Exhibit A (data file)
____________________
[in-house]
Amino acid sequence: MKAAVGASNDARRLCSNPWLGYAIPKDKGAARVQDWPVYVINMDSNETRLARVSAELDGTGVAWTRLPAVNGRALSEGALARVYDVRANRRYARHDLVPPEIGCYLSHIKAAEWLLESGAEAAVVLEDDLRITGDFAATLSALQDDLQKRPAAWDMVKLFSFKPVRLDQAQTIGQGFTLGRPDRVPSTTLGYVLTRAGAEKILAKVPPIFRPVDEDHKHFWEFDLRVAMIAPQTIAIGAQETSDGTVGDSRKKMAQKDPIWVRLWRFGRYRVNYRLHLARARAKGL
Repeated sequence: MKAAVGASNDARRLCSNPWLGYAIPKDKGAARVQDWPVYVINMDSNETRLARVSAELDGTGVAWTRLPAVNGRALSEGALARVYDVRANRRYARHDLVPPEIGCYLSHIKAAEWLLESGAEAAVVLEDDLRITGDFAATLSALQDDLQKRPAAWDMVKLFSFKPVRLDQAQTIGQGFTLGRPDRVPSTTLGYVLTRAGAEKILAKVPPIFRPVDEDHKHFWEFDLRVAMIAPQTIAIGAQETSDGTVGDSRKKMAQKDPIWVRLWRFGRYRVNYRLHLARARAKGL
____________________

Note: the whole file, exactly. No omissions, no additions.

[in-house]
Amino acid sequence: MKAAVGASNDARRLCSNPWLGYAIPKDKGAARVQDWPVYVINMDSNETRLARVSAELDGTGVAWTRLPAVNGRALSEGALARVYDVRANRRYARHDLVPPEIGCYLSHIKAAEWLLESGAEAAVVLEDDLRITGDFAATLSALQDDLQKRPAAWDMVKLFSFKPVRLDQAQTIGQGFTLGRPDRVPSTTLGYVLTRAGAEKILAKVPPIFRPVDEDHKHFWEFDLRVAMIAPQTIAIGAQETSDGTVGDSRKKMAQKDPIWVRLWRFGRYRVNYRLHLARARAKGL
Repeated sequence: MKAAVGASNDARRLCSNPWLGYAIPKDKGAARVQDWPVYVINMDSNETRLARVSAELDGTGVAWTRLPAVNGRALSEGALARVYDVRANRRYARHDLVPPEIGCYLSHIKAAEWLLESGAEAAVVLEDDLRITGDFAATLSALQDDLQKRPAAWDMVKLFSFKPVRLDQAQTIGQGFTLGRPDRVPSTTLGYVLTRAGAEKILAKVPPIFRPVDEDHKHFWEFDLRVAMIAPQTIAIGAQETSDGTVGDSRKKMAQKDPIWVRLWRFGRYRVNYRLHLARARAKGL